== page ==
I have, for a very long time, subscribed to the philosophy of “whatever happens, no matter how bad, it’s all your fault.”
This is a little shocking to some people who believe that things happen that are 100% beyond your control, but when you dig into the mindset behind it, you understand why it is a very useful philosophy.
If it’s not always all your fault, that means you don’t have control over your outcomes in life, that it’s all up to random chance. People who choose to live in a floodplain, for example, are always shocked when they get flooded out, believing it was simply out of their control. But it’s not—they chose to live in a known floodplain, and would not have been flooded had they chosen to live elsewhere.
I had two, personal, aggravating experiences this week that let me know I was not taking my “it’s all your fault” philosophy quite as seriously as I should have.
The first one happened on Wednesday. It got cold here in Austin, and when I started my car, it took a little while for the battery to turn over. I figured it’d warm up, and it would be no big deal (having both a degree in electrical engineering AND having worked in the oilfields of Alaska, I feel like a moron in hindsight). I was in a hurry, and had a dental appointment at 2:30.
One thing I absolutely hate to be is late. As I was taught in the Navy, there is no excuse for not being on time, every time, and I pride myself on ALWAYS being on time. So, I got out of the gym at 2:10, with plenty of time to get to the dentist, pushed the ignition button in my car and…got a bunch of clicking. Immediately I knew I was not going to make my dental appointment.
I called them and rescheduled (pissed at myself- my dentist was a Naval officer, and hates people who are late too) for the next day. Then I got a jump, and immediately went to the auto repair shop to get a new battery.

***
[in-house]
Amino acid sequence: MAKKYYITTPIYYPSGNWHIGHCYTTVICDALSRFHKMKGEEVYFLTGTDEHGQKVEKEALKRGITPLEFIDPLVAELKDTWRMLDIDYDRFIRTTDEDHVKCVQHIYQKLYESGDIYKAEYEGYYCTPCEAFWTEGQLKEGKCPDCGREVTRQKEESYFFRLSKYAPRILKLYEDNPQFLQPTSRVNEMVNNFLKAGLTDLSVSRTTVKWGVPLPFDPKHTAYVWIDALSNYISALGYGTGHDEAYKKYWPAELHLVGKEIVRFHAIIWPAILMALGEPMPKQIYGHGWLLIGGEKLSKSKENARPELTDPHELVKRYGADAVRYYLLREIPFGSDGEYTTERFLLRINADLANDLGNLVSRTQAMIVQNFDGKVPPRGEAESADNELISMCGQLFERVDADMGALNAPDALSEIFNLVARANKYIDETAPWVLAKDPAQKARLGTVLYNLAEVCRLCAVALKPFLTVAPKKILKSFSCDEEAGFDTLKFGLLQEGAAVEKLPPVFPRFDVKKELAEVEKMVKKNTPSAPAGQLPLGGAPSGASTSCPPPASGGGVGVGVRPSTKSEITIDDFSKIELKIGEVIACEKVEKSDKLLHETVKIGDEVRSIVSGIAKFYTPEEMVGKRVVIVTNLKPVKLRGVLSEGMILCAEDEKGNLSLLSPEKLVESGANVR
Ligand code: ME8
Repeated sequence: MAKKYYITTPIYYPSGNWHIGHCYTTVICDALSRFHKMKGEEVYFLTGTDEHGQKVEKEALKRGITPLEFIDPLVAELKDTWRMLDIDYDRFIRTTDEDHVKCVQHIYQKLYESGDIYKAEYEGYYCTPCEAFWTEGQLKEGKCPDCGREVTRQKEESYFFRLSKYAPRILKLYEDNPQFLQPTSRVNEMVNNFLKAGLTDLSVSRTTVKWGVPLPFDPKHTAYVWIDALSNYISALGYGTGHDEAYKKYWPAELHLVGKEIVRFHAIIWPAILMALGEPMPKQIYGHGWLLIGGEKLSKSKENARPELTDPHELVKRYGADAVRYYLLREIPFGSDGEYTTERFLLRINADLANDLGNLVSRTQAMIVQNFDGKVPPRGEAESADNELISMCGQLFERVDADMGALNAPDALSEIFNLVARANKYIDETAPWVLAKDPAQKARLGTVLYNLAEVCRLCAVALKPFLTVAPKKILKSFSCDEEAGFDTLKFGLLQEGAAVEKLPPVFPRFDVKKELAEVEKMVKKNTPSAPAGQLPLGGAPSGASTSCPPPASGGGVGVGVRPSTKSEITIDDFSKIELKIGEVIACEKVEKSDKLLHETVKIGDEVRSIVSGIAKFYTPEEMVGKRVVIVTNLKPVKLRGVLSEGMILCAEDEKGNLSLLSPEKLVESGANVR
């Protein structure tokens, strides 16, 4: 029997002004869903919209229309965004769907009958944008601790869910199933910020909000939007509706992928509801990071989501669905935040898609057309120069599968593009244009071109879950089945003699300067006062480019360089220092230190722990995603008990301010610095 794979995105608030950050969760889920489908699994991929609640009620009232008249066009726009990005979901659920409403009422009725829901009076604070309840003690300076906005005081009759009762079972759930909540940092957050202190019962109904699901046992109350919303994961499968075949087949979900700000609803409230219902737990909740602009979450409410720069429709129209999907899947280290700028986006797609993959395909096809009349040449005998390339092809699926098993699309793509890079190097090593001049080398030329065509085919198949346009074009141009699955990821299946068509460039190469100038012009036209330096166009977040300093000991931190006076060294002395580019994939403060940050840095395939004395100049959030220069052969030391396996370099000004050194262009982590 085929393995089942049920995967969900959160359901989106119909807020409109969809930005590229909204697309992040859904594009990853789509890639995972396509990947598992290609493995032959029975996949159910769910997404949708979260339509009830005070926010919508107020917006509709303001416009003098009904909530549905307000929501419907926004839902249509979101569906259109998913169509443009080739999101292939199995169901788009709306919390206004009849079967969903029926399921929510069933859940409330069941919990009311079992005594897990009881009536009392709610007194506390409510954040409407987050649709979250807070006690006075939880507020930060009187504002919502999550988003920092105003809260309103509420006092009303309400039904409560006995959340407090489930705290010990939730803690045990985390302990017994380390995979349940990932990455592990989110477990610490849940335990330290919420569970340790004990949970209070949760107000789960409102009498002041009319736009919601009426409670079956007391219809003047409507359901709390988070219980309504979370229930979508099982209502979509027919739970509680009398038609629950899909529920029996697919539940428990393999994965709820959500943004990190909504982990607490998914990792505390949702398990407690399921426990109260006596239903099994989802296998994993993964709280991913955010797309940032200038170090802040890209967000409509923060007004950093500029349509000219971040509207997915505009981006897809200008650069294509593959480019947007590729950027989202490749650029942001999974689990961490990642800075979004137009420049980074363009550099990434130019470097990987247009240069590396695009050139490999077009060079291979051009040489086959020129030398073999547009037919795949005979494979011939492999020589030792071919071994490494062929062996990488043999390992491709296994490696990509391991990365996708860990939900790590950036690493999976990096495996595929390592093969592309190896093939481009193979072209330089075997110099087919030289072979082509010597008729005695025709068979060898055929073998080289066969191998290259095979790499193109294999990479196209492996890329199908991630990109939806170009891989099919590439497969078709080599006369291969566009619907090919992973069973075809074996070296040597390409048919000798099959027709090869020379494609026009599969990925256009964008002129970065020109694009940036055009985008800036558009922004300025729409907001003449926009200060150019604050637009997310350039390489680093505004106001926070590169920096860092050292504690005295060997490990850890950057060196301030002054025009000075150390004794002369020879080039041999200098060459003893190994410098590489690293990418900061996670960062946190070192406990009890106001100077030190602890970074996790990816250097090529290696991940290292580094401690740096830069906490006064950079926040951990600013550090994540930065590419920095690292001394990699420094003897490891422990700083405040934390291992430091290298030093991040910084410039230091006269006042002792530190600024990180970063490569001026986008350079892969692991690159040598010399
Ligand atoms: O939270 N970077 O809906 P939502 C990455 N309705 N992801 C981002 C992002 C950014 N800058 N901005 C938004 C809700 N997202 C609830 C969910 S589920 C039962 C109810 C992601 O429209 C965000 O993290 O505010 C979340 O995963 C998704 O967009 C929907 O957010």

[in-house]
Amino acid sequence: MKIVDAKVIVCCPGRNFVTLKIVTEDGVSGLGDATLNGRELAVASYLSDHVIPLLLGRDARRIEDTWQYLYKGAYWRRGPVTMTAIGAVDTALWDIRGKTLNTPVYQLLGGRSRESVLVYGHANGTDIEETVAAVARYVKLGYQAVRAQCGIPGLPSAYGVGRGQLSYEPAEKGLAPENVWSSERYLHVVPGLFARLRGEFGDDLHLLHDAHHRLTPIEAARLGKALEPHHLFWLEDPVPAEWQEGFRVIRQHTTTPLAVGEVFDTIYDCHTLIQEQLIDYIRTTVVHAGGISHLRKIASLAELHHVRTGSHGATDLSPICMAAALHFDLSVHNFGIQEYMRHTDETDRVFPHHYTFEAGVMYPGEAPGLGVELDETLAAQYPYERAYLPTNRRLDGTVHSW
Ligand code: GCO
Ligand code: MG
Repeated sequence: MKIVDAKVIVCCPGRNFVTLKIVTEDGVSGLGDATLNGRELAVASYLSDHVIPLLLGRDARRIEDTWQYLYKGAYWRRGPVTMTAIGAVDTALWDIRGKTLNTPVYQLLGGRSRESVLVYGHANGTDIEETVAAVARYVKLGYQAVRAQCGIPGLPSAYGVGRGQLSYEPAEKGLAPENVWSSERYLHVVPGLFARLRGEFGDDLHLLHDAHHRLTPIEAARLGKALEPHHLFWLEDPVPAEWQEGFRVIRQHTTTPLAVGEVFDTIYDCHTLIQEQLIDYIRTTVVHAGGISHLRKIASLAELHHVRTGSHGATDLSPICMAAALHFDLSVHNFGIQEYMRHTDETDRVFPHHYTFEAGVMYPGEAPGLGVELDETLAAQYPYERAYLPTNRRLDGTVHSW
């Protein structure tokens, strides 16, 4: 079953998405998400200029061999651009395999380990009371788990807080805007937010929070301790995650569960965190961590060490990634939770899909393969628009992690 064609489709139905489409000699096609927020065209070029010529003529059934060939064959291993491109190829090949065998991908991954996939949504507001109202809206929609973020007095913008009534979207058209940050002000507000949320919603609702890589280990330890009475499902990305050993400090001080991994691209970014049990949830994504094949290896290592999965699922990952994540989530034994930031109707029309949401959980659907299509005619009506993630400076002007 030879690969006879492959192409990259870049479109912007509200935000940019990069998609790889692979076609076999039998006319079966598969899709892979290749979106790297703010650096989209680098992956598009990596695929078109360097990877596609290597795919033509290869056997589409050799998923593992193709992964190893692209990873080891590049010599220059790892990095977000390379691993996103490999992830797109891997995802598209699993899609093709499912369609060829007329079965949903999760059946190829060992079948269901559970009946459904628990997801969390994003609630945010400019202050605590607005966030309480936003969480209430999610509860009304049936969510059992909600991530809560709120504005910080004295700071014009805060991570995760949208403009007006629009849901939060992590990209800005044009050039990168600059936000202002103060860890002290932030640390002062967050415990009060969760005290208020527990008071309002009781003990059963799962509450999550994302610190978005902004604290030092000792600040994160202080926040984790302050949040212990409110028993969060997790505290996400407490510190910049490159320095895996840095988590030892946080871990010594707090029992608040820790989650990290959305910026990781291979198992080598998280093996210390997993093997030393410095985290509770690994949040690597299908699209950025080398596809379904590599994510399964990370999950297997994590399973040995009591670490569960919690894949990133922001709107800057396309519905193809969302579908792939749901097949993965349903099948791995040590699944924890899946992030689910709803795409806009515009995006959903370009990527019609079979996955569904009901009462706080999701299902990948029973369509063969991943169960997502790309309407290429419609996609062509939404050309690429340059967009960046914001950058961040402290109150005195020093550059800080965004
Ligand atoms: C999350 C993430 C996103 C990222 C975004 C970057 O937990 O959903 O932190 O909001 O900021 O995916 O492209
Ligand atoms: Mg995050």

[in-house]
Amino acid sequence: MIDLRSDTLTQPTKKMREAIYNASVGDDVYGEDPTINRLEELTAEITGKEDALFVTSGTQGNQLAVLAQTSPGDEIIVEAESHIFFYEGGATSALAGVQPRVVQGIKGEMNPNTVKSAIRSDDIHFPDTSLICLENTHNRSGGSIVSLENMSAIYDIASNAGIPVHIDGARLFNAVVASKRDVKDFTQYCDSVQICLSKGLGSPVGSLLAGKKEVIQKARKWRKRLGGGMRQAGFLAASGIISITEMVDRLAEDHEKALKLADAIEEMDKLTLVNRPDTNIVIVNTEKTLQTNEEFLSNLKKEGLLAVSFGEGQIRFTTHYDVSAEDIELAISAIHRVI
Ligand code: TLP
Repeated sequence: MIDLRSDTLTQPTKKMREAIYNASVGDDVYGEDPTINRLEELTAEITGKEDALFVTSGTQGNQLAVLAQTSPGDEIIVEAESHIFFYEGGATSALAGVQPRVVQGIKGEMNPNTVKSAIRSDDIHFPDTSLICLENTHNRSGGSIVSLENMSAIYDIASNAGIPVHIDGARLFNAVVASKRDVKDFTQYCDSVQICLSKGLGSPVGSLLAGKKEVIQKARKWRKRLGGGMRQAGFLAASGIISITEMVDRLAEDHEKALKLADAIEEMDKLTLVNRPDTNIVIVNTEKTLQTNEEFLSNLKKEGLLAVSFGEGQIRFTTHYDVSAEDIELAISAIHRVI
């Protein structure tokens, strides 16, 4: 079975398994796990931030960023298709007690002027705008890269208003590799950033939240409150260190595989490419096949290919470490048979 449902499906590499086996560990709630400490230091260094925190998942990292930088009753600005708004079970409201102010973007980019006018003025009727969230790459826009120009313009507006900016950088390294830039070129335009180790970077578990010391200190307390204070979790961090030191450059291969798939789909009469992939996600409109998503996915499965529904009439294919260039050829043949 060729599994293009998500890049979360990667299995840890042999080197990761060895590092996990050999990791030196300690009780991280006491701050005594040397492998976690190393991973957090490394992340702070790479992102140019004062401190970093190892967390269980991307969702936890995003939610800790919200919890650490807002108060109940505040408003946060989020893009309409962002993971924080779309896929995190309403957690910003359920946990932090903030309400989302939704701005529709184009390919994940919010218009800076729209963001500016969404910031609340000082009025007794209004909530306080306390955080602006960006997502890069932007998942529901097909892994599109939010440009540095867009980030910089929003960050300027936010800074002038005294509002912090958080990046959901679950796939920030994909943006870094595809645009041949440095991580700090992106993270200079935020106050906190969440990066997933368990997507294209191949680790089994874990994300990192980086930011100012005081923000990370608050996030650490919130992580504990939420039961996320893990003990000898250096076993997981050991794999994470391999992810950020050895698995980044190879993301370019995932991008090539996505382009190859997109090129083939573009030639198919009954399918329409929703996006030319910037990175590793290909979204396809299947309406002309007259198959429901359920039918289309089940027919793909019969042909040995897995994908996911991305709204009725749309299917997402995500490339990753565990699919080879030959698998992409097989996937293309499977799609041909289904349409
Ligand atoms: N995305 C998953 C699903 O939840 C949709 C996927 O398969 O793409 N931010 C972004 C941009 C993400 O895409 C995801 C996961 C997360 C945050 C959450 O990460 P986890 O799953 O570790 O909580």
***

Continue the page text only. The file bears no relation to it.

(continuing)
The second thing happened yesterday. I signed up for a webinar on Facebook ads that started at noon sharp. I racked out at 11:30, went to my computer, and discovered the internet had died a miserable death. I did everything I knew how to do to restore it, but no luck. I logged onto the webinar at 12:19, mad as hell that I was late for the second time that week. Yes, the webinar was recorded, and yes I will review it, but I was late again.
Now, the question is, were these events beyond my control?
The answer is no, they were not.
Had I invested on a $100 power storage unit, I could have jumped my car myself, made it to the dentist on time, then gone to get my battery replaced. Had I racked out at 10:30 am instead of 11:30, I could have made it to a Starbucks or my apartment complex and used the Wi Fi there. In other words, I was improperly prepared both time, and both times I was late, it was my own damn fault, not something out of my control.
All successful people I know have this philosophy because it forces you to think in terms of prevention and solutions and looking at every little detail so you can have a lot more control in your life— and success comes from control. So, I will get a power storage unit, get up earlier for a scheduled webinar, and closely examine all the other things I do. The lessons of the week will serve me well…but I am still pissed I was late twice, and both time were absolutely, positively, my own…damn…fault.